Abbagnano vigorously maintains that a clear and coherent concept of possibility has not been achieved because it has been confused with the related concepts of virtuality and contingency.¹ Consequently, this confusion has led to the view that the relationship believed to exist between potentiality and actuality also exists between possibility and reality. Abbagnano says that in the modern period of philosophy, states of affairs have sometimes been understood as the realization of possibilities and, consequently, as the elimination of possibilities as such. Leibniz, for example, considered the world of “possibles” as much more vast than the actual world and the...

    • CHAPTER 7 Kierkegaard
      (pp. 88-100)

      While Abbagnano seems to overlook the ambiguities of the Kantian concept of possibility, he explicitly notes the different and even incompatible senses of possibility in SØren Kierkegaard’s thought. One of these senses should be noted but passed over quickly since it is not the sense to which Abbagnano appeals as a source and since it is not one of the “incompatibles.” In theConcluding Unscientific Postscript, Kierkegaard identifies possibility with abstract thought and then contrasts abstract thought and existence. He says, for example, in a discussion of Descartes’sCogito: “The attempt to infer existence from thought is thus a contradiction....

  7. PART III Possibility and Existence
    • CHAPTER 8 The Different Senses of Possibility
      (pp. 103-106)

      The aim of the discussions in Part II was to examine Abbagnano’s position on possibility and existence through an analysis of those sources in philosophical literature that he himself designates as those of his predecessors. Here in Part III, the aim is to plumb the fundamental statement of that position more deeply by an inquiry into its basic terms. Ground covered in Part II will unavoidably be traversed again, albeit in a different manner. The repetition should be understood in the following way: the investigation is merely on a different tack but heading toward the same objective, namely, an elucidation...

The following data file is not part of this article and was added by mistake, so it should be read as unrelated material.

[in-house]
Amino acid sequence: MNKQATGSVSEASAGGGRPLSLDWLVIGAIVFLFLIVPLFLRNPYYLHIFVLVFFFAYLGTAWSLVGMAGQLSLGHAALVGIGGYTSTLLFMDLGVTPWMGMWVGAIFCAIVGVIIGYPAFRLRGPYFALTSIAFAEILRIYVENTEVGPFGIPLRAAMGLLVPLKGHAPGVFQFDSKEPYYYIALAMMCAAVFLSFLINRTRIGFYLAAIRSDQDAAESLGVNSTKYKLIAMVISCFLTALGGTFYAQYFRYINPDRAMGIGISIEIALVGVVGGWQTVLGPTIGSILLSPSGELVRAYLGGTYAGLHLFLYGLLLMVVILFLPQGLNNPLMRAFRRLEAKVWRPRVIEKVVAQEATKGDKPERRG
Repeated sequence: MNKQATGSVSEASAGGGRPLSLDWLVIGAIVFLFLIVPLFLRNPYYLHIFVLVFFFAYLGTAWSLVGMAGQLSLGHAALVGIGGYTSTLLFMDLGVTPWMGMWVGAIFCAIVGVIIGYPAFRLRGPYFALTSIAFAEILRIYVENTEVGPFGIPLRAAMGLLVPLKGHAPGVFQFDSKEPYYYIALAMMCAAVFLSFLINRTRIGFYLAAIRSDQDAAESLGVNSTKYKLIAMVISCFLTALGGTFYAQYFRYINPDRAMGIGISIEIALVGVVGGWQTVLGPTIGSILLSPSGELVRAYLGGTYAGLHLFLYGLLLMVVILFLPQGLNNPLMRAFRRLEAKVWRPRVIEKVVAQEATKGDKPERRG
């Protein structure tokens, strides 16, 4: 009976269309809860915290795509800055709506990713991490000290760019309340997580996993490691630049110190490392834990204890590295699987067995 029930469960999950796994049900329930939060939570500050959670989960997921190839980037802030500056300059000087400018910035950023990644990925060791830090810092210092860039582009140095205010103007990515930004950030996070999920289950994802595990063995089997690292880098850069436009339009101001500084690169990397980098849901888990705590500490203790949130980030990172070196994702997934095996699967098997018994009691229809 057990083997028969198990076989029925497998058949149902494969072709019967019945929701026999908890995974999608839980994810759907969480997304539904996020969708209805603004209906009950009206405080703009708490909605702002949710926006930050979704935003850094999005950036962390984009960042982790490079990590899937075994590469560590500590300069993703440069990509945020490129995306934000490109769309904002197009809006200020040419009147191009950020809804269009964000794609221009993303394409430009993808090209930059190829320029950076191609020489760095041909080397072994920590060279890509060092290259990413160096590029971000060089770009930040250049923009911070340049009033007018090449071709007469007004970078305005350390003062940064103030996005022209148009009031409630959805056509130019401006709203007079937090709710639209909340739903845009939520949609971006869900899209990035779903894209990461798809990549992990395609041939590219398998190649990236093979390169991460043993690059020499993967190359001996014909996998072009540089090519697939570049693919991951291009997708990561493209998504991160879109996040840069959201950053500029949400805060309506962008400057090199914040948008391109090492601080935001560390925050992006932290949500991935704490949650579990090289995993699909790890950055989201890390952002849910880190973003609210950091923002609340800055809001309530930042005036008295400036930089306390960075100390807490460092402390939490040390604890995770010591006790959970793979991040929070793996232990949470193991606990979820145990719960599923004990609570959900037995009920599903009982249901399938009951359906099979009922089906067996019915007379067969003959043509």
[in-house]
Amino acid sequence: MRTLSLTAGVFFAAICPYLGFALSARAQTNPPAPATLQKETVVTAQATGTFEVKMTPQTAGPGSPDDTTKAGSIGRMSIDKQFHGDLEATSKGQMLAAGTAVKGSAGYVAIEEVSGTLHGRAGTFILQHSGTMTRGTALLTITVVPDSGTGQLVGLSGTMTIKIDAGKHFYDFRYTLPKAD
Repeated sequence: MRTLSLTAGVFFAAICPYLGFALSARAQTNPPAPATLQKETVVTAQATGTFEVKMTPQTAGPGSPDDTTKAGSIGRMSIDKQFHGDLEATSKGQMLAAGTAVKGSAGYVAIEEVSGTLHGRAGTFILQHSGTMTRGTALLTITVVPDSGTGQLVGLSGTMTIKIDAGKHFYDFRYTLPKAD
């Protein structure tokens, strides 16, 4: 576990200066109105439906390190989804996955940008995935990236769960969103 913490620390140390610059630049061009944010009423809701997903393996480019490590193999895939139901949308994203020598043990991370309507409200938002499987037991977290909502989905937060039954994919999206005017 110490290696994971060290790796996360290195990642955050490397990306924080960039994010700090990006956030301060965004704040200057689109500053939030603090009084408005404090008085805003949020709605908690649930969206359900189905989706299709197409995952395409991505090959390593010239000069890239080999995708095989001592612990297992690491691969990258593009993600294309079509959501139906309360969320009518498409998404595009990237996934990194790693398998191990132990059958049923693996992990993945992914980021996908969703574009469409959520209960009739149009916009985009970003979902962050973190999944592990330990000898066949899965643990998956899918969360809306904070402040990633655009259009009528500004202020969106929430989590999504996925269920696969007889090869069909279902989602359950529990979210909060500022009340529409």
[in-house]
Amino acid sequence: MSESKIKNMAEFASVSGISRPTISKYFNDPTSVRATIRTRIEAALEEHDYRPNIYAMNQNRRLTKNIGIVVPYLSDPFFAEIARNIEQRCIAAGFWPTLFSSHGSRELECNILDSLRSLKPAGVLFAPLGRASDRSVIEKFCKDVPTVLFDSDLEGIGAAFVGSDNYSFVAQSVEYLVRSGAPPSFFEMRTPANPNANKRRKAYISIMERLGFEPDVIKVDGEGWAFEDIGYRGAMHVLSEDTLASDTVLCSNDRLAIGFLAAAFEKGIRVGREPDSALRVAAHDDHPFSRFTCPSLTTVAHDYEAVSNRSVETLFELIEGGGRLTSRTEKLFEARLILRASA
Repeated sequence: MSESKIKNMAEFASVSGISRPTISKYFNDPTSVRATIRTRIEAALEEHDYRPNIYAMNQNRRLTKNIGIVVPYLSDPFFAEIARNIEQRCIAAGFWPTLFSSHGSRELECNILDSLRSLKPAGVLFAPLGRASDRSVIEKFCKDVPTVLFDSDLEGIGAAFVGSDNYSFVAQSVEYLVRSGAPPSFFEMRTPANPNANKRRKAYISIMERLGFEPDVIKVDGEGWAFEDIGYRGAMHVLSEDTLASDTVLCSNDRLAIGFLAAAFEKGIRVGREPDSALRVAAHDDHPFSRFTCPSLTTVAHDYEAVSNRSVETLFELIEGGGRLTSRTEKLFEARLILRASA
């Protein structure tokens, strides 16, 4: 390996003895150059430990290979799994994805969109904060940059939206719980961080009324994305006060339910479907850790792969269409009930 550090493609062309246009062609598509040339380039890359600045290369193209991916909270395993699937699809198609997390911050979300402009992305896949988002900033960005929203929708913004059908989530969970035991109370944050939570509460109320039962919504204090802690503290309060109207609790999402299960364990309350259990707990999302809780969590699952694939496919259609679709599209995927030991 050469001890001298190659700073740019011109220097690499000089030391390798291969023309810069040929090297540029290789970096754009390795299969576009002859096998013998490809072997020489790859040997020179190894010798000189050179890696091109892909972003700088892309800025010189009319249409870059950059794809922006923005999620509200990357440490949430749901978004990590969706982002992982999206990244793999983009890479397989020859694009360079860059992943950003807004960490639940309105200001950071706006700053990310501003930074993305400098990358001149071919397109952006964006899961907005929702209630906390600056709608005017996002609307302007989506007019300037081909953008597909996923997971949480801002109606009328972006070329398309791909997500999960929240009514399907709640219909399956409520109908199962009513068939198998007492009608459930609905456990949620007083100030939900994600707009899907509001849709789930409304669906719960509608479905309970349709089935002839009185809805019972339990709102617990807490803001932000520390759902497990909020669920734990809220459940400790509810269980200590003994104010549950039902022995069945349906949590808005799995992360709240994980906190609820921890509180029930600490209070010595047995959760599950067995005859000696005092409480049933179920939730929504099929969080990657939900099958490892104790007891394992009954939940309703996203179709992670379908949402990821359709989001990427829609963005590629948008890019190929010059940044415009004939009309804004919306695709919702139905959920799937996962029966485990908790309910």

• CHAPTER 9 The First Definition: Possibility as Noncontradiction
      (pp. 107-110)

      To repeat, the first sense of possibility for Abbagnano is formulated negatively and belongs to the domain of logic. A possibility in this sense is, therefore, that which is not self-contradictory or, as Aristotle puts it, that which is not of necessity false.

      Abbagnano illustrates the long history of this usage of the termpossibility, and refers to several philosophers after Aristotle who discussed it. For example, Abbagnano points out that Thomas Aquinas called it “absolute possibility,” saying that it resultsex habitudine terminorum, that is, from the compatibility of subject and predicate (Summa TheologiaeI, q. 25, a. 3);...

    • CHAPTER 10 The Second Definition: Possibility as Necessary Realization
      (pp. 111-126)